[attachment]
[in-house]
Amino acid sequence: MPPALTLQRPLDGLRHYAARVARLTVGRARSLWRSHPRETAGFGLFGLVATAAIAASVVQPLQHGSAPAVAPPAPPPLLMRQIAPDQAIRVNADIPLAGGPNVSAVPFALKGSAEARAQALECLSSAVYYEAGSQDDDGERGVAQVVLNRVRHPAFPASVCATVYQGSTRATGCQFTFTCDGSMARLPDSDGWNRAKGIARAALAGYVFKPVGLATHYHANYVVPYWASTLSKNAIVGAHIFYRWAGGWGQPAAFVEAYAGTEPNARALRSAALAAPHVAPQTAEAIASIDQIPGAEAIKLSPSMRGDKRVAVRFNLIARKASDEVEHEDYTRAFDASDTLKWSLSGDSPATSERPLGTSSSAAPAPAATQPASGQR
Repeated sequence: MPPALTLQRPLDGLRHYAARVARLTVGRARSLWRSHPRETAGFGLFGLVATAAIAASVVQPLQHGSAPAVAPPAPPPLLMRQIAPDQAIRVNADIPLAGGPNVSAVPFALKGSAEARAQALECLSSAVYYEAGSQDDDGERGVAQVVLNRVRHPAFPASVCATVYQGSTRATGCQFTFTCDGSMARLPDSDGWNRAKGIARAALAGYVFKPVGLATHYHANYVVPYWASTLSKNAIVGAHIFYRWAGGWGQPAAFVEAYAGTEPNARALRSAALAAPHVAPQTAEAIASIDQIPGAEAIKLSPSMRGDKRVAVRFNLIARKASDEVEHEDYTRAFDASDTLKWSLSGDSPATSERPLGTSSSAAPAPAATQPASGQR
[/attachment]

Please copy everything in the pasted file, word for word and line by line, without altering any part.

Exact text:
[in-house]
Amino acid sequence: MPPALTLQRPLDGLRHYAARVARLTVGRARSLWRSHPRETAGFGLFGLVATAAIAASVVQPLQHGSAPAVAPPAPPPLLMRQIAPDQAIRVNADIPLAGGPNVSAVPFALKGSAEARAQALECLSSAVYYEAGSQDDDGERGVAQVVLNRVRHPAFPASVCATVYQGSTRATGCQFTFTCDGSMARLPDSDGWNRAKGIARAALAGYVFKPVGLATHYHANYVVPYWASTLSKNAIVGAHIFYRWAGGWGQPAAFVEAYAGTEPNARALRSAALAAPHVAPQTAEAIASIDQIPGAEAIKLSPSMRGDKRVAVRFNLIARKASDEVEHEDYTRAFDASDTLKWSLSGDSPATSERPLGTSSSAAPAPAATQPASGQR
Repeated sequence: MPPALTLQRPLDGLRHYAARVARLTVGRARSLWRSHPRETAGFGLFGLVATAAIAASVVQPLQHGSAPAVAPPAPPPLLMRQIAPDQAIRVNADIPLAGGPNVSAVPFALKGSAEARAQALECLSSAVYYEAGSQDDDGERGVAQVVLNRVRHPAFPASVCATVYQGSTRATGCQFTFTCDGSMARLPDSDGWNRAKGIARAALAGYVFKPVGLATHYHANYVVPYWASTLSKNAIVGAHIFYRWAGGWGQPAAFVEAYAGTEPNARALRSAALAAPHVAPQTAEAIASIDQIPGAEAIKLSPSMRGDKRVAVRFNLIARKASDEVEHEDYTRAFDASDTLKWSLSGDSPATSERPLGTSSSAAPAPAATQPASGQR